News / Asia

    Soda Bottle Solar Bulbs Bring Light to Thousands in the Philippines

    Sheila Royeras admires the soda bottle solar bulbs that were installed in her shanty home. The bulbs are made out of a soda bottle, purified water and some bleach. San Juan City, Metropolitan Manila, Philippines,  November 18, 2011.
    Sheila Royeras admires the soda bottle solar bulbs that were installed in her shanty home. The bulbs are made out of a soda bottle, purified water and some bleach. San Juan City, Metropolitan Manila, Philippines, November 18, 2011.
    Simone Orendain

    Thousands of small houses in low-income areas of the Philippines’ capital region are receiving ultra cheap, energy-efficient light bulbs this week. The installations are part of a broader push to install the bulbs made from plastic soda bottles in one million homes by 2012. 

    Sheila Royeras says she, her husband, her mother and two children spend much of their time in the dark - even during they day. Their tiny house sits less than a meter from a two-story building under construction and among close, cramped units. Natural light comes in only through the small front door. They cannot afford to use electric lights during the day.

    On a recent morning, volunteer workers outfitted Royeras’ house with solar light bulbs made out of used plastic soda bottles, some purified water and bleach.

    The workers cut a circle exactly the size of the bottle’s diameter into the corrugated metal roof. The one liter bottle, filled with water and two caps-full of bleach- to keep it clean and clear- is placed inside the hole, with half of the bottle poking through the roof to the inside of the house. The bottle stays in place with sealant - to keep rain out - and a small metal brace that is hammered into the roof. The liquid inside refracts sunlight and disperses about 55-watts of light into the house below. The bulbs have a five-year life.

    At the end of the installation, the 15-to-20 square meter house is illuminated by three solar bulbs. Speaking in Tagalog, Royeras says having the free lights will bring a lot in savings.

    Royeras says she is much happier because she expects the next electric bill to be quite a bit lower. She laughs and says she will be able to buy food for her family.

    Illac Diaz, who heads the non-profit MyShelter Foundation, which is heading up this project, says in the tropics poor people live in cramped, darkened areas sealed off from rain and the searing sun. Diaz says residents should opt for this kind of bulb, instead of relying on candles or other potential fire hazards.

    “It’s safer. It’s healthier," says Diaz. "It’s brighter and the funny thing is the light bulb actually comes from the place you’d least expect it, which is the trash bin. So it’s the cheapest light bulb in the world.”

    Government officials say the Philippines has the highest electricity rates in Asia. Diaz says this low-tech alternative to energy efficient light bulbs will save customers an average of $10 per month on their electric bills.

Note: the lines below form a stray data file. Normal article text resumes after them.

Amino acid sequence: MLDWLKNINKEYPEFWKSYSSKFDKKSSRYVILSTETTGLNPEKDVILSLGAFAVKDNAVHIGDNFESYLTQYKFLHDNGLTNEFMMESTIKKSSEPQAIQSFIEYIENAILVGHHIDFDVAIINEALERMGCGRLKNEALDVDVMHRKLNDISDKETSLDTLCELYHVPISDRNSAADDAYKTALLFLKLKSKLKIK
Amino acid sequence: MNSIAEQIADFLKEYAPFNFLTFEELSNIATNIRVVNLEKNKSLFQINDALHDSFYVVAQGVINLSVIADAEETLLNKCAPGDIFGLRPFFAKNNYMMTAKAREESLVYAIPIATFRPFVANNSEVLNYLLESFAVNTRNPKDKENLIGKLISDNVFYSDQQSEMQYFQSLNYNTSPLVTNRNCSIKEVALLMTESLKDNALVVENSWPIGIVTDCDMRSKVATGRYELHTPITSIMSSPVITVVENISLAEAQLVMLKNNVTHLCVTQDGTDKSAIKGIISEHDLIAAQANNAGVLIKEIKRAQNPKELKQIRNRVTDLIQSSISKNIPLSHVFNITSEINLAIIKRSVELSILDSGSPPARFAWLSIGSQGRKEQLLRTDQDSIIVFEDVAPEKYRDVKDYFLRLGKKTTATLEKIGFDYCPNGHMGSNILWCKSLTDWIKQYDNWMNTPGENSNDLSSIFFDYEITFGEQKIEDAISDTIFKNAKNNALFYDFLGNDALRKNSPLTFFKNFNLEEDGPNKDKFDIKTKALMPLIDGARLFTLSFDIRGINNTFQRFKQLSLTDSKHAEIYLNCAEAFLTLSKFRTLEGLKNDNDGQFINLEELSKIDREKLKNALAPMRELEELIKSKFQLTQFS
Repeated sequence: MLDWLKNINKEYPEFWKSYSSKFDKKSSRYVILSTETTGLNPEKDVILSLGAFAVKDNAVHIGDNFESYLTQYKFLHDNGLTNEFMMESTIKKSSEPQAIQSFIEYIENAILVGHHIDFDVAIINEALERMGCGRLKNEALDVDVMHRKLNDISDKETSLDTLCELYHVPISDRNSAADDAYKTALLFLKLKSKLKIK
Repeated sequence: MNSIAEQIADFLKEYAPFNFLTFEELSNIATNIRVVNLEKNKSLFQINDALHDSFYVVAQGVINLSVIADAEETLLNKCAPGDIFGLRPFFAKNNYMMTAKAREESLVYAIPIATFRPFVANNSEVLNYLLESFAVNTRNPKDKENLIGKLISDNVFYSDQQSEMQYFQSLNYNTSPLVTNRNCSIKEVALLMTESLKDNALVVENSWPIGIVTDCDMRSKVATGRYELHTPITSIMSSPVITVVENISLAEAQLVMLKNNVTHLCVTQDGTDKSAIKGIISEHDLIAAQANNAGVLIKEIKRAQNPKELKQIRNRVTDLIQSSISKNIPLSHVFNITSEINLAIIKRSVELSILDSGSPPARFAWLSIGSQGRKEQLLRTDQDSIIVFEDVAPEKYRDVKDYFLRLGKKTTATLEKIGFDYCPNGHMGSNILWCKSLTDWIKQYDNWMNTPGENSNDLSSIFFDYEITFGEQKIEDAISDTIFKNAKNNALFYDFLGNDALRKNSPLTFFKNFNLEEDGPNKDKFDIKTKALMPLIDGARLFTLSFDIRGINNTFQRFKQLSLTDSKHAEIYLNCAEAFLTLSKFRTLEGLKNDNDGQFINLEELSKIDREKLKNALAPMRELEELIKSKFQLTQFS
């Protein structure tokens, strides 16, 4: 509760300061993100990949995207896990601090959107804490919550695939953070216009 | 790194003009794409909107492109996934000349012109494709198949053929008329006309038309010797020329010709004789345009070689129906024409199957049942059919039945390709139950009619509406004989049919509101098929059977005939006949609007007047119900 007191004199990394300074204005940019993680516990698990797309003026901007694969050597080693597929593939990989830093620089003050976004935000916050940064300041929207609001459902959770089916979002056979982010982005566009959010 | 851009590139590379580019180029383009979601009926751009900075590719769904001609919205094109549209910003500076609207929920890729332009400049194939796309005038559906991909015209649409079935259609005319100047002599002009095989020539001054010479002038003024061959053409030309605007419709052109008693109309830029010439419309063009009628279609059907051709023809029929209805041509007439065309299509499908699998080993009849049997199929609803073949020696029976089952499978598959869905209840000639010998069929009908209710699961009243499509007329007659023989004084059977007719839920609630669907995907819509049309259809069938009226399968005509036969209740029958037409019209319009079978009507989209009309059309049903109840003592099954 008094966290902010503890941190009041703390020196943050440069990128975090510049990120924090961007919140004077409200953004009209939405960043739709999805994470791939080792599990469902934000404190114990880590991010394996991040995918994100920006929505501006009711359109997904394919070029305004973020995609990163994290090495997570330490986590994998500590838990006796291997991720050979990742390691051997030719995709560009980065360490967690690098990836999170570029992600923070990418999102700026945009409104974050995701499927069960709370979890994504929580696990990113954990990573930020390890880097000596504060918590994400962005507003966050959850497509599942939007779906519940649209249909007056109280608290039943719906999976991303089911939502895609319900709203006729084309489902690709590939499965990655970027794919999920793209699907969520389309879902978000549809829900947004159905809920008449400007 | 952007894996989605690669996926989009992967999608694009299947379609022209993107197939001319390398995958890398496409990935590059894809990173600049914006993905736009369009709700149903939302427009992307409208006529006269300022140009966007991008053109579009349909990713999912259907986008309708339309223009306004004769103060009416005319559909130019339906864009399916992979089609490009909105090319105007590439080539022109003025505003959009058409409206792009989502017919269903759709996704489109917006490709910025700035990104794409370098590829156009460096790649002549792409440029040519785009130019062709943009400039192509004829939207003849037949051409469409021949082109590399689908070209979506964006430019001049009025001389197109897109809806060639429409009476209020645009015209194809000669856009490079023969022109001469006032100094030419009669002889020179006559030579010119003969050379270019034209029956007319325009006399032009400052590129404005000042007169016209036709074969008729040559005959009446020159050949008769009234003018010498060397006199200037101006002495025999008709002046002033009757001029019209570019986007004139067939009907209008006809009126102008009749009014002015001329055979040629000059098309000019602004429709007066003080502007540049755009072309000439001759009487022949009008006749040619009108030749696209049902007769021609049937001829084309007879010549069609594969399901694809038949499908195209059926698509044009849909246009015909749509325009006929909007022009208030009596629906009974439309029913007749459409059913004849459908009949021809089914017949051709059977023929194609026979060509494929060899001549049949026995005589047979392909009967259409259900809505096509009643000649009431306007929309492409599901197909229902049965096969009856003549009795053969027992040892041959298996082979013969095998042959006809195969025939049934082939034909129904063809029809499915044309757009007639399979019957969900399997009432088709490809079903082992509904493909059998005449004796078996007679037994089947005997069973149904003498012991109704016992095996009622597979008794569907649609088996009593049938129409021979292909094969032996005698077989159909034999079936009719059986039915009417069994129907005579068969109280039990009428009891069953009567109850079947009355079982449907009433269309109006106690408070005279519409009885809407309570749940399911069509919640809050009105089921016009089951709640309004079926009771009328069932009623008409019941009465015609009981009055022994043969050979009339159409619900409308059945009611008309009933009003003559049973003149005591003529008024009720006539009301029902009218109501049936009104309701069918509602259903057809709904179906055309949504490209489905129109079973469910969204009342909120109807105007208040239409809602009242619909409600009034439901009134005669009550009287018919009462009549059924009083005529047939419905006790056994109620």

The light bulb project is also set up to help poor people gain employment. The foundation currently pays a small fee to scavengers who collect the bottles and assemble and install the bulbs. Diaz says some are making a business of it.

    “Once we give the technology to grassroots entrepreneurs to build it," said Diaz. "There is no limit to where it goes.”

    Diaz says he has helped set up offices in Mexico, Columbia and India, where other non-government agencies have started the lighting project.

    You May Like

    S. African Farmer Goes From 'Voice in the Wilderness' to Sought-After Expert

    Margarest Roberts has authored more than 40 books on subjects like organic farming, urban agriculture, herbs and ‘superfoods'

    Millennial Men Prefer Bucks Over Beauty

    U.S. men aged 18 to 34 say the finances of a potential significant other are more important than her looks

    Multimedia Lebanese Clown Troupe Marks Valentine's Day Amid Stink

    Activists resort to unusual approaches to raise public awareness of country’s ongoing trash crisis

    This forum has been closed.
    Comments
         
    There are no comments in this forum. Be first and add one

    Featured Videos

    Your JavaScript is turned off or you have an old version of Adobe's Flash Player. Get the latest Flash player.
    Valentine's Day Stinks for Lebanese Clownsi
    X
    February 09, 2016 8:04 PM
    This weekend, on Valentine's Day in Lebanon, love is not the only thing in the air. More than half a year after the country's trash crisis began, the stink of uncollected garbage remains on the streets. Step forward "Clown Me In," a group of clowns who use their skills for activism. Before the most romantic day of the year the clowns have released their unusual take on love in Lebanon -- in a bid to keep the pressure up and get the trash off the streets. John Owens reports from Beirut.
    Video

    Video Valentine's Day Stinks for Lebanese Clowns

    This weekend, on Valentine's Day in Lebanon, love is not the only thing in the air. More than half a year after the country's trash crisis began, the stink of uncollected garbage remains on the streets. Step forward "Clown Me In," a group of clowns who use their skills for activism. Before the most romantic day of the year the clowns have released their unusual take on love in Lebanon -- in a bid to keep the pressure up and get the trash off the streets. John Owens reports from Beirut.